• Tim Northrup

    and welcome to you. I like the analogy. creative. I knew there had to be a music analogy there somewhere in the ether, but I’m so non-musical I have always missed it. thanks.

  • Lymis

    Welcome! How wonderful!

    I can relate to your story – I believe what I believe because I met God. Some of it lined up neatly with what people I respected told me to expect. Some of it didn’t. A lot of it bears no significant relationship to what people I don’t respect keep trying to tell me it’s supposed to look and feel like.

    I love the violin analogy. I hope you’ve found fellow travelers here.

  • Mary Coleman

    Yes! Welcome…. you will find this to be one of the most “uplifting” & positive places you can go to find Christians of a “like” mind. I can identify with many of your stories. From a very young age (6 or 7 years) I was a “questioner”. It nearly drove my Fundamentalist parents mad. They were more the type to say,”Christians don’t do this/ or Christians DO this just because…”. Well, needless to say, that didn’t sit well with me. I remember distinctly my parents forbiding me to play with the kids at the end of the street because they were Catholic. (my parents were VERY anti-Catholic) This Catholic family had about 10 kids & a home with acreage complete with chickens, rabbits, goats & lots of trees to climb! Nevermind, you could have a great game of softball at any time because they had enough kids for the whole team! Anyway, I thought the whole idea of not playing with someone because of their religion was stupid. (I think I was in second grade at the time) I told my parents this & said, “I am going to play with them anyway because they are fun!” And I did. I guess what I am trying to say is that I understand your “questioning”. I LOVE people who question things, rather than accept some dogma “just because”. I am thankful that God made me this way! It has made me really strong & able to not just “go with the flow” when necessary. You will find “your way” just fine. I have no doubt of that!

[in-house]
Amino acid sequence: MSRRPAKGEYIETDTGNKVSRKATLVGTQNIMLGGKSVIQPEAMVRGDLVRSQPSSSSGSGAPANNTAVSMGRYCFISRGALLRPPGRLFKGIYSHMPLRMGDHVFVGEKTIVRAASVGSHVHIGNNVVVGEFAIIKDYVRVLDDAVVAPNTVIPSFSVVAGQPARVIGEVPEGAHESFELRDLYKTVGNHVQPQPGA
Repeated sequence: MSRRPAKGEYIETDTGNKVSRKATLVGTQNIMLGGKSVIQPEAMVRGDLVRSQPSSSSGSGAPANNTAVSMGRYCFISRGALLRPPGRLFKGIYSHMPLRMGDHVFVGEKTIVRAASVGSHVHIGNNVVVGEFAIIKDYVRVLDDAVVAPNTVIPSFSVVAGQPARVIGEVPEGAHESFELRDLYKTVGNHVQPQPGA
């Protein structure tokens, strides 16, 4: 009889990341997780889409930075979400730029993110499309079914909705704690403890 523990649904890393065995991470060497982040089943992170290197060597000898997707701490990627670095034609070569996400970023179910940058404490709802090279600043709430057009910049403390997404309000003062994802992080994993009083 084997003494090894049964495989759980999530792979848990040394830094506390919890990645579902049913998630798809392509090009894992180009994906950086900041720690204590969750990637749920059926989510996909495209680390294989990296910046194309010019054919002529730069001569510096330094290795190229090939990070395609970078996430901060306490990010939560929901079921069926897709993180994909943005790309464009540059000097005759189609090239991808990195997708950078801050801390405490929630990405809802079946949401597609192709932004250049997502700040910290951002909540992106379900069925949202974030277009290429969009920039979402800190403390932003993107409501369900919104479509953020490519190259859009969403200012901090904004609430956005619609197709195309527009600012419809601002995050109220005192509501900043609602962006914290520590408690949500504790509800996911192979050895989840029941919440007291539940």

• Kate

    Love this letter for sure. Thanks for sharing it.

  • Donald Rappe

    Welcome! I’m the one who can never be quite sure if a one string violin can be out of tune, but I love your letter. My own Jehovah’s Witness grandfather was one of the best men I’ve ever known. Love never ends!

  • skip johnston

    Welcome! Most of the great theologians that have influenced me were under 14 years old. What a wonderful young spirit you are! Although age-wise, people on this site are all over the map, you’ll find ancient wisdom (that is, eon-tested good stuff) from young minds (that is, open, questioning, and playful). Hope to hear more from you.

  • Barbara Fiedler

    I love your story! I also met Jesus! When I was twelve. But I’ve never told anyone but my husband. I was afraid to. Then I told another woman who was telling me a similar story. I began to realize that my experience wasn’t so unique. Just that peoplel don’t talk about it! But I love how you put it, I met Jesus! Thank you for sharing. I too question. Everything! Early in my marriage to a cradle Catholic, I would sit all night and discuss things with him. He had these pre-conceived notions that I just couldn’t latch onto. So we’d talk and talk. My family was very mixed. My parents had absolutely no interest in church and never talked about God. Same with my maternal Grandparents. Lots of Gospel singing, but no talk. No Church. My paternal Grandparents were Church goers, but seperately. Grandpa was devout Catholic. I went every Sunday with him in the summer when I visited them. Grandma would get in a taxi and go to whichever Church struck her fancy that Sunday! I went with friends every chance I got during school years. So I had a very varied upbringing. Now that I am an old lady, I realize that this was actually good for me!! I have no prejudcies. (sorry, my spell-check is messed up)